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Blackworm Dud Highlights Virus Naming Mess

Zonk posted more than 8 years ago | from the virus-20313 dept.

Security 108

An anonymous reader writes "Washingtonpost.com is running a story that looks at the total mess that the anti-virus companies made in naming the latest overhyped virus threat. According to the article, 'Blackworm' or the 'Kama Sutra worm' was the first major test of a new U.S.-government funded initiative to introduce some sanity into the virus-naming business. From the article: 'For most of [the antivirus vendors], this is like Esperanto: You can speak it if you want to, but everyone else is going to carry on babbling in their own native tongue, so it doesn't really matter.'"

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I agree (5, Funny)

b4k3d b34nz (900066) | more than 8 years ago | (#14638338)

They should have just had everyone call it the Sex for Gymnasts virus.

Re:I agree (1)

networkBoy (774728) | more than 8 years ago | (#14638372)

funny...
Really, why not something like a hurricane naming system or such.
Virus name is datecode+varient number or some such, big ones get named for the year or something?
-nB

Re:I agree (1)

b4k3d b34nz (900066) | more than 8 years ago | (#14638439)

I've never heard that proposed, but that does make sense. I guess the problem is when you have so many variants, like with the MyDoom virus--it's harder to associate a number than a name in memory. I guess that wouldn't be a problem if it's just so that AV companies have a standard naming convention for the viruses, but it could get harder for people to remember what they have to look out for.

Re:I agree (4, Insightful)

hey! (33014) | more than 8 years ago | (#14638609)

Well, it seems to me that you just need to use some kind of hierarchical naming scheme, e.g.

com.symantec.virusdb.mydoom
com.symantic.virusdb.mydoom.variant1
com.symantic.virusdb.mydoom.variant2 ...

This allows the vendors to respond quickly. Then each vendor can also maintain a "thesaurus" of equivalents with other naming authorities,e.g.:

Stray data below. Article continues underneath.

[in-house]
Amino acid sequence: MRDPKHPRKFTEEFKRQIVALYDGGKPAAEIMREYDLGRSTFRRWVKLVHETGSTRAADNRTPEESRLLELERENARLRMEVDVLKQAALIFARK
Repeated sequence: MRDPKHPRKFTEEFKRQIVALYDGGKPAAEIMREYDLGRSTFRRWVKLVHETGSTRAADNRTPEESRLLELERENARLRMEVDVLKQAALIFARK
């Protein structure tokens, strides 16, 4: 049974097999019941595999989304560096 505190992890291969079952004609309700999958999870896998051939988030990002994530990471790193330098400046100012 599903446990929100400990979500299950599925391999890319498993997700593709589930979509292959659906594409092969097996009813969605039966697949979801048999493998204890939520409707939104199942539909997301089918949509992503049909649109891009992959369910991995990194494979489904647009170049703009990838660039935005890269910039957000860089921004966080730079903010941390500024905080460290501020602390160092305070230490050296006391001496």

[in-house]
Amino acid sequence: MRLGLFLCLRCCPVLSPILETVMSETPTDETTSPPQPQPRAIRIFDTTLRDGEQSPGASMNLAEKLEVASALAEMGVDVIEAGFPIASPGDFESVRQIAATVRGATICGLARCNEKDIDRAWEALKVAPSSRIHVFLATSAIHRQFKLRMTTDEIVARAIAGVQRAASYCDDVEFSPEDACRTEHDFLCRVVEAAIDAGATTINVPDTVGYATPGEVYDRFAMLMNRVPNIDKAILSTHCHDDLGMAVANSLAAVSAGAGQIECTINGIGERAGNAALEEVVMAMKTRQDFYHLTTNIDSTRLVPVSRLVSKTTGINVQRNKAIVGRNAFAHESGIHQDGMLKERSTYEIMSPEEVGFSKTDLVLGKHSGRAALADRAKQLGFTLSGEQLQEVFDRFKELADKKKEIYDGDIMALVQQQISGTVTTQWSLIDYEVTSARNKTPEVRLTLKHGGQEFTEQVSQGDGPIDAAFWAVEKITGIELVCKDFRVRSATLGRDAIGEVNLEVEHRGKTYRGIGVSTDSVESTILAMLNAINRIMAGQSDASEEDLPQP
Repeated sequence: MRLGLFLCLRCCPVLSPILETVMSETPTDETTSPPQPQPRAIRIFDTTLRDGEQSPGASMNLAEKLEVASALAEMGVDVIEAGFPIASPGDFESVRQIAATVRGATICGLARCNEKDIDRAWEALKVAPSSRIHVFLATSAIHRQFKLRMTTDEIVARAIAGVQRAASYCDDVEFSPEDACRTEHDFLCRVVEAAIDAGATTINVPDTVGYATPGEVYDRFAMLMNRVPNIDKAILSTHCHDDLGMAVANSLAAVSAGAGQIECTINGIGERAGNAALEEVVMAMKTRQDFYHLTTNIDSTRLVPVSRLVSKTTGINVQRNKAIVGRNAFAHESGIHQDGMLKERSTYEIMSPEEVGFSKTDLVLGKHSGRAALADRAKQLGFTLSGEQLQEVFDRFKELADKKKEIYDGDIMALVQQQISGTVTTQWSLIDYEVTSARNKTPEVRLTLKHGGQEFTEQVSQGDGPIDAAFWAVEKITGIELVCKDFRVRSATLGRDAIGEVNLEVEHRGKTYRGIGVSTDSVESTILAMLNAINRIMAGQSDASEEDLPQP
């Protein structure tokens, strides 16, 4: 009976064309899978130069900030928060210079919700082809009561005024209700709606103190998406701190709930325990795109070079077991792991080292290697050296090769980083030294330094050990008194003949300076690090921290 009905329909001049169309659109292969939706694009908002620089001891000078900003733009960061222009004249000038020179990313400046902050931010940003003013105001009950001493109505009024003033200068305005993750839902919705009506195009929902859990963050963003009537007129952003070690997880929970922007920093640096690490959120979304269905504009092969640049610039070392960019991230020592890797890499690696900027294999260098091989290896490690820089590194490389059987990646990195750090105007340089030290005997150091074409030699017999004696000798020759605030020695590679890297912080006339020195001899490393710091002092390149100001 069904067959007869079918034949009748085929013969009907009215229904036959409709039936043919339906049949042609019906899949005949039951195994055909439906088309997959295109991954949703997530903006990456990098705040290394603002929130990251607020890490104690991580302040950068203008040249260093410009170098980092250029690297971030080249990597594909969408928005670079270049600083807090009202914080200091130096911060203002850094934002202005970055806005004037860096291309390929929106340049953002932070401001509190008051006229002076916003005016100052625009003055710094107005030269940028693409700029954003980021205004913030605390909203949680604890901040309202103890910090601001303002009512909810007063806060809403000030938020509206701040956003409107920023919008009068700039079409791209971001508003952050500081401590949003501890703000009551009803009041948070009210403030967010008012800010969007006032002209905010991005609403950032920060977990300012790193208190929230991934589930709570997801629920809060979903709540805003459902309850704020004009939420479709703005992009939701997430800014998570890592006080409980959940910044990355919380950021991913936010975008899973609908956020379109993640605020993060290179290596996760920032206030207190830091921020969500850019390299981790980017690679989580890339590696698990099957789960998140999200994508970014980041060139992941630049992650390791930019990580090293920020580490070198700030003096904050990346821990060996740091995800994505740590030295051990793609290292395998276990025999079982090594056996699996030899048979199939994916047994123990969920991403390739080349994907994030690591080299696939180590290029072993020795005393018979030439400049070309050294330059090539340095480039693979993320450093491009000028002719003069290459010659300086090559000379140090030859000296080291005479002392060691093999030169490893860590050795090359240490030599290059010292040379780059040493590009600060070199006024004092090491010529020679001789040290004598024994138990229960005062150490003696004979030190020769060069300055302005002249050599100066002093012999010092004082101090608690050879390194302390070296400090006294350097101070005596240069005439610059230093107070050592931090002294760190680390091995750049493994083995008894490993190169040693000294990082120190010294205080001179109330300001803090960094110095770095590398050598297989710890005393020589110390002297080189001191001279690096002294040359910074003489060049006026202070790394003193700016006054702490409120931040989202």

com.symantic.virusdb.mydoom==org.cert.virus.2004.1
com.symantic.virusdb.mydoom.variant1==org.cert.vir us.2004.1.2

Then Symantec reports that you have com.symantic.virusdb.mydoom.variant2, you can check their thesaurus; if you don't find the exact variant, you could still figure out its a form of org.cert.virus.2004.1 that hasn't been named by that authority.

Re:I agree (0)

Anonymous Coward | more than 8 years ago | (#14638807)

you guys are such nerds

Re:I agree (1)

hey! (33014) | more than 8 years ago | (#14641145)

you guys are such nerds

Thank you.

Re:I agree (1)

netcrusher88 (743318) | more than 8 years ago | (#14640933)

Hey, he's hit on something. If viruses would just comform to Java, they'd slow down to the point of being created after the patch has been released!

Re:I agree (1)

blackest_k (761565) | more than 8 years ago | (#14641270)

I see your point, however I could see people confusing the virus with the antivirus company.

The AV companys might just see that as a negative.

Re:I agree (2, Funny)

Debiant (254216) | more than 8 years ago | (#14638400)

What about 'Huge black worm between legs'? It summarises both suggested in a one sentence.

Hej! (5, Funny)

Krach42 (227798) | more than 8 years ago | (#14638350)

Hej! Mi povas paroli esperanto, you insensitive clod!

Re:Hej! (1)

heatdeath (217147) | more than 8 years ago | (#14638395)

Hej! Mi povas paroli esperanto, you insensitive clod!

For those of you who want to make equally cliche and off-topic posts, here's a link. =P http://www.kafejo.com/lingvoj/auxlangs/eo/tradukil o/ [kafejo.com]

Re:Hej! (1)

Cro Magnon (467622) | more than 8 years ago | (#14638481)

Dankon. Mi ne memori kiel al diri "LoL" en Esperanton.

Thanks. I didn't remember how to say "LoL" in Esperanto.

Re:Hej! (1)

Krach42 (227798) | more than 8 years ago | (#14638562)

Dankon. Mi ne memori kiel al diri "LoL" en Esperanton.

Awesome, even with such a spectacularly easy language as Esperanto, a machine translator screws it up hard.

"Dankon. Mi ne memoris kiel diri 'LoL' esperante."

Re:Hej! (1)

Tony Hoyle (11698) | more than 8 years ago | (#14639260)

Mi ne estos aeti i tiu rekordo, estas gratita.

(http://lingvo.org/traduku/ [lingvo.org] is better... handles sentences).

Re:Hej! (1)

pilgrim23 (716938) | more than 8 years ago | (#14638478)

spoken like a true native...

Re:Hej! (1, Insightful)

Anonymous Coward | more than 8 years ago | (#14639069)

Actually, it wasn't "spoken like a true native". The post below [slashdot.org] is absolutely correct, he forgot the accusative -n ending, and Esperanto should be capitalized (proper name). Better phrasings are also offered, but the minimal correction is, indeed, "Hej! Mi povas paroli Esperanton, you insensitive clod!".

Re:Hej! (0, Offtopic)